Genetic Evidence for Autism in the Cobb Collection

By Jayla Harvey, Department of Biology, Howard University '16


1 in 88 children in the United States are diagnosed with autism; this number has grown exponentially over the past couple of years, primarily due to raised awareness of this disorder. The definition of autism as we know it today didn’t come about until 1980 (CT Education Advocates, LLC, 2013).  Prior to that, autism was defined as schizoid personality disorder attributed fundamentally to a lack of maternal warmth.  Mental health issues, in general, in African Americans have not been extensively studied and are frequently under-diagnosed. Differential expression of mental disease likely stems from the multi-generational inhumane effects of the transatlantic slave trade, segregation, racism, and discrimination. As a result, the literature is scant on explicit descriptions of autism for the African American population. However, new scientific advances are suggesting that autism is genetically linked by clusters of DNA markers (Sarah R. Gilman, 2011). Since African American’s rich diversity is not widely represented in either genetic or behavioral studies, this research will look for evidence of mental disease in specific individuals in the Cobb Collection try to develop a bridge between the behavioral expression of mental disease and the presence of genetic susceptibility genes for autism. This study will focus on African American adults from the District of Columbia, Maryland, and Virginia area who died in either the 1930s, 40s and 50s and for whom clinical reports and other clinical and demographic clues suggest evidence of mental disease. Advanced bioinformatic approaches will be used to identify likely autism gene clusters in the targets of study.


Many of the patients confined at St. Elizabeth’s Hospital in Washington, D.C between the decades of 1930s through 1950s were institutionalized because they were unable to function in society (Barak Goodman, 2010). This inability to assimilate into the general public may be a consequence of an undiagnosed mental illness.  Autism Spectrum Disorders (ASD) were not characterized separately from schizophrenia at this time, therefore it is possible that some patients that were being held at St. Elizabeth’s Hospital because they didn’t exhibit ‘normal’ behavior and suffered from an ASD.  Latest genetic research shows that ASD can be shown through a connection of many mutated genes (Geschwind, 2008).   These mutations can be etiologically effected by the environment the patient was subjected to. African-Americans of this time period would likely be more susceptible to these mutations due to the immense stressors of living in a time of segregation, Jim Crow Laws, post slavery traumatic syndrome, and poverty.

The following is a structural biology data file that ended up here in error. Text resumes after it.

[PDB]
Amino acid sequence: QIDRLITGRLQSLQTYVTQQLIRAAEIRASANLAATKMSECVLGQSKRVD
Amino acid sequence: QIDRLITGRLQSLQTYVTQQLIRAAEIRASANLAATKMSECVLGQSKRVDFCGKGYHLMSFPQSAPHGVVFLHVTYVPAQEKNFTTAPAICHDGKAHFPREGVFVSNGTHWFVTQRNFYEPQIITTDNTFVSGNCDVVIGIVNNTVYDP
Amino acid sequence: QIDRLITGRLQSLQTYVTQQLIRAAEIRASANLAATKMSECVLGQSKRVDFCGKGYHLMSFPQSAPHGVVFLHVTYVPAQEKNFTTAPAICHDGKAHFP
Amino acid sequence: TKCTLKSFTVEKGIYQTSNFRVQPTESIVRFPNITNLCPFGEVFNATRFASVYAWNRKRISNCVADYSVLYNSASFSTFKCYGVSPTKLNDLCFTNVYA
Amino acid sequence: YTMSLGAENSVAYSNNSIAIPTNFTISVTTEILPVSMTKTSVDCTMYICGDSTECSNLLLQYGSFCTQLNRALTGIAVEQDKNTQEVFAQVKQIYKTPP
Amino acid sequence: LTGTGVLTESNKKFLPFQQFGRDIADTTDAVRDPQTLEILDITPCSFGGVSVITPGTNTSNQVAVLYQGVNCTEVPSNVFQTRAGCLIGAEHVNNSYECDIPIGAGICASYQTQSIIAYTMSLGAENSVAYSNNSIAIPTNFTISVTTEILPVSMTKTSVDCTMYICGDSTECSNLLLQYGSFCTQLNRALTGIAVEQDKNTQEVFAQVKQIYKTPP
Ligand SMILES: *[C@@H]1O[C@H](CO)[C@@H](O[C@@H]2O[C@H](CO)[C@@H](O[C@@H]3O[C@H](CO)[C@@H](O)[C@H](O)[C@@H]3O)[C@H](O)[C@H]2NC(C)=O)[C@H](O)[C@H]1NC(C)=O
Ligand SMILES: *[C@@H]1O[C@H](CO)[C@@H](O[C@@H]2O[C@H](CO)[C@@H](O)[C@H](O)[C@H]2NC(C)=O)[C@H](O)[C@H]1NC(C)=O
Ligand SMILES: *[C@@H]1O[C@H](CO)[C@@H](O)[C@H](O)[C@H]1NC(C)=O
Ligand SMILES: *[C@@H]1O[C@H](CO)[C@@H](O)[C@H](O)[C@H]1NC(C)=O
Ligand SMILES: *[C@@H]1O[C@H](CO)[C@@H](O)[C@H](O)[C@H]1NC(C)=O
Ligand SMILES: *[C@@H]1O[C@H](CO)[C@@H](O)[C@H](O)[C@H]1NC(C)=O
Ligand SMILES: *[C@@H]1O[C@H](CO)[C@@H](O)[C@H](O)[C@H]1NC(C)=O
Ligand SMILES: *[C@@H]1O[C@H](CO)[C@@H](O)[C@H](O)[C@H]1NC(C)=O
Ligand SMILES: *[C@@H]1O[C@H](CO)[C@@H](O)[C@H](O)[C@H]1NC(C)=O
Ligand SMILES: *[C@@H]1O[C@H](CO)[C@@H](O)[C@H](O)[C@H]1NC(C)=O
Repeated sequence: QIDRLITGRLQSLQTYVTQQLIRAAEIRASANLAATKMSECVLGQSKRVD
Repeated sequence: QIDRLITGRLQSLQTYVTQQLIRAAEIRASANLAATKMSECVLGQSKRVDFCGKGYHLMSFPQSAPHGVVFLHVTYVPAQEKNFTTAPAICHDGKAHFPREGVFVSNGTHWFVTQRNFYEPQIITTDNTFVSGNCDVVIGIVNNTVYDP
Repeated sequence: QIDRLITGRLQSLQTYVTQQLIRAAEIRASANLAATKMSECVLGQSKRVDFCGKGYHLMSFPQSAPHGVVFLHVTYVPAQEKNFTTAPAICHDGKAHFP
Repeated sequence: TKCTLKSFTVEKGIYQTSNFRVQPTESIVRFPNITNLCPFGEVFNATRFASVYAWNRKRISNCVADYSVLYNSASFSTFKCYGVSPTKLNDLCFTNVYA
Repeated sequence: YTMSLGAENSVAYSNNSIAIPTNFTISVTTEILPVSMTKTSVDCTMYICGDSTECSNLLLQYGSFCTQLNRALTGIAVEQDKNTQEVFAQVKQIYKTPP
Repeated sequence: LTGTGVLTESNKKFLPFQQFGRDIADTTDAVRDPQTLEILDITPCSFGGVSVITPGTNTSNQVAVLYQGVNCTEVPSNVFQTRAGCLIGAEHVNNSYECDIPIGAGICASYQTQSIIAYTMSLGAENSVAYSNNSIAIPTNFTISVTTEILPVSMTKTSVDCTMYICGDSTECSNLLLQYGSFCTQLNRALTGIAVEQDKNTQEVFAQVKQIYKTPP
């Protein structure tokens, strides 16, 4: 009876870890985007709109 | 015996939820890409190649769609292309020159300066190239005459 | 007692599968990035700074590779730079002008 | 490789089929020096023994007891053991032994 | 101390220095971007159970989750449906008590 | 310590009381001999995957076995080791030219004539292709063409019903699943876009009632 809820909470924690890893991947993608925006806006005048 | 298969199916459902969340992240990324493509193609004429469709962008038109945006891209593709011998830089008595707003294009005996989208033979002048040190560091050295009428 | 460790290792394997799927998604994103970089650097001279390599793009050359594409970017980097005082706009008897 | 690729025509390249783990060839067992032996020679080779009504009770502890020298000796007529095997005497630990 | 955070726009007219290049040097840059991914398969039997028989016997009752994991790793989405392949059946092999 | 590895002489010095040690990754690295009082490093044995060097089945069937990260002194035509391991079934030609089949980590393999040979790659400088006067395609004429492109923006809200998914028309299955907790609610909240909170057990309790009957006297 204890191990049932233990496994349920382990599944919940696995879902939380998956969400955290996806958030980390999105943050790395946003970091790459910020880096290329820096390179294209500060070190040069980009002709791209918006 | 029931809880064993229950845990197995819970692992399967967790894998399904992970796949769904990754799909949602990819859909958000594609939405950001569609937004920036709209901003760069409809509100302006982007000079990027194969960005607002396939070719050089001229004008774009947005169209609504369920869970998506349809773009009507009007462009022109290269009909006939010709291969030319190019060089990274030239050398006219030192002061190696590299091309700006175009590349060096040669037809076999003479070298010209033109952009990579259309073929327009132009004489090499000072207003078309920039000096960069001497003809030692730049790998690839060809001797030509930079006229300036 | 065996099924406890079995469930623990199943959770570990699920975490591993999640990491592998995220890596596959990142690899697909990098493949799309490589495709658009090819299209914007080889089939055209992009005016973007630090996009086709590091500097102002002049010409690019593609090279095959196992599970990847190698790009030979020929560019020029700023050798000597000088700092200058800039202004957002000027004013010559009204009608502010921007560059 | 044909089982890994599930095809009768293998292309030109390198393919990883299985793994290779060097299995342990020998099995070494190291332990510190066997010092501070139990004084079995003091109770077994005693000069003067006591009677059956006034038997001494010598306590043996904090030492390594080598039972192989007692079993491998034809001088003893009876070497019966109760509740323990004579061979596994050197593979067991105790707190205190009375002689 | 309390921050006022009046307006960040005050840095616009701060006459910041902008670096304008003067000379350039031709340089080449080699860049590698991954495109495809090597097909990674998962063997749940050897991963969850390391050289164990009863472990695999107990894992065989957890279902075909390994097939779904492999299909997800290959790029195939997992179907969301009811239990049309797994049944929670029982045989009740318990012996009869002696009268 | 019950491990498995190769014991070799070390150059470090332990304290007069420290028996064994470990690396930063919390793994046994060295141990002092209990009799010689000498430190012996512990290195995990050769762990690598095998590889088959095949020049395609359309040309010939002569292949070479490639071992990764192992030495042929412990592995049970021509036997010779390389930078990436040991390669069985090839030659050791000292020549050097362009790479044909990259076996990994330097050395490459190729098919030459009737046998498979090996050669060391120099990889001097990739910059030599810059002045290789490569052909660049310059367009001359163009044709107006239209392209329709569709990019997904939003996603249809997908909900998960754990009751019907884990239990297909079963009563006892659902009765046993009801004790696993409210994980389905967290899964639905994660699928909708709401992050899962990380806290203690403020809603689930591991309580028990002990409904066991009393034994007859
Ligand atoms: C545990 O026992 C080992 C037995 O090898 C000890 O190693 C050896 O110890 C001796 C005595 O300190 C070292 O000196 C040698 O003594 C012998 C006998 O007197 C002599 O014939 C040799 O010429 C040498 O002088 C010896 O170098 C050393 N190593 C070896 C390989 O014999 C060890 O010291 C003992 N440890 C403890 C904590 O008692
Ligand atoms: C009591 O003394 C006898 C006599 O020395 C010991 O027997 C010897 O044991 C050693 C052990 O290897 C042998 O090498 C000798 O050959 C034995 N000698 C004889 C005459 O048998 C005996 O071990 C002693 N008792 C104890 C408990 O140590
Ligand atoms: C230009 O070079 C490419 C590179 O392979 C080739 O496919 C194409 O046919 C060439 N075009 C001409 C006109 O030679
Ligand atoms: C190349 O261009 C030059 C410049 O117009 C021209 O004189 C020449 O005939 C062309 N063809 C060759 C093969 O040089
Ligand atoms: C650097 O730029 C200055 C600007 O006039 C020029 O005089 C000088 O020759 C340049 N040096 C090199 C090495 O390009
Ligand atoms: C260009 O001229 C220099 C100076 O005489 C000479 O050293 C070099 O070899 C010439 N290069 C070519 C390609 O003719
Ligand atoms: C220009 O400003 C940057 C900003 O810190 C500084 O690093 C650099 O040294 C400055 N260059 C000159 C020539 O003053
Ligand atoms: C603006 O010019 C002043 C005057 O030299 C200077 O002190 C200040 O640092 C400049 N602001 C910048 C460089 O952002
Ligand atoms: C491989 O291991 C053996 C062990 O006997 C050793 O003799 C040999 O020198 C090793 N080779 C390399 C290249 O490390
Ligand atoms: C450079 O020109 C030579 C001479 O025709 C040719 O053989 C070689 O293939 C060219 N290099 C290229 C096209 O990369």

Methods and Results: 

The genes that will be studied in this experiment are various genes that have been linked to autism over the past couple years.  The genes have been grouped into three categories: mutated genes, deleted or copied genes, or genes with methylation changes. 

Mutated genes either show single nucleotide polymorphisms (SNPs) or frameshift mutations.  The mutated genes being studied are Dopamine Receptor D2 (DRD2: Gene ID1813), Protein phosphate1, regulatory inhibitor subunit 1B (PPP1R1B: Gene ID 84152), and Neuroligin4, X-linked (NLGN4X: Gene ID57502).  DRD2 encodes for the D2 subtype of a dopamine receptor which has roles in postsynaptic neurons and autorecpetor mediating dopamine synthesis and neurotransmission. The receptor inhibits adenylyl cyclase activity, which catalyzes the conversion of ATP and cyclic adenosine monophosphate (cAMP) and pyrophosphate (NCBI, 2015).  cAMP is important because it is used in the intracellular signal transduction.  In ASD, the DRD2 gene shows an over transmission of the T allele, which causes the gene to be incorrectly, negatively effecting how cells send signals to each other  (J. Reece, 2002).  The PPP1R1B gene encodes for DARPP-32, a bifunctional signal transduction molecule, expressed in dopaminoceptive neurons and mediates the effects of D1 and D2 dopamine receptors.  In ASDs, this gene shows an over transmission of the C allele, which can show decreased release of dopamine.  Altered levels of the DARPP-32 molecule displays impaired reversal learning.  Mutated DRD2 and PPP1R1B genes additively predispose ASDs and are only found in male patients.  The decreased dopamine activity in the medial prefrontal cortex is also a sign of ASD (Joe A Hettinger, 2012)  The NLGN4X gene effects cell adhesion molecules localized at the CNS synapse.  It is still being studied, about the exact variation of this gene sequence that predisposes ASD, but it has been suggested that the defect in this gene negatively affects synaptogenesis (Jamain, 2003).  Therefore, when this gene is mutated, neurons in the CNS have trouble communicating with each other due to the fact that they are unable to create proper synapses.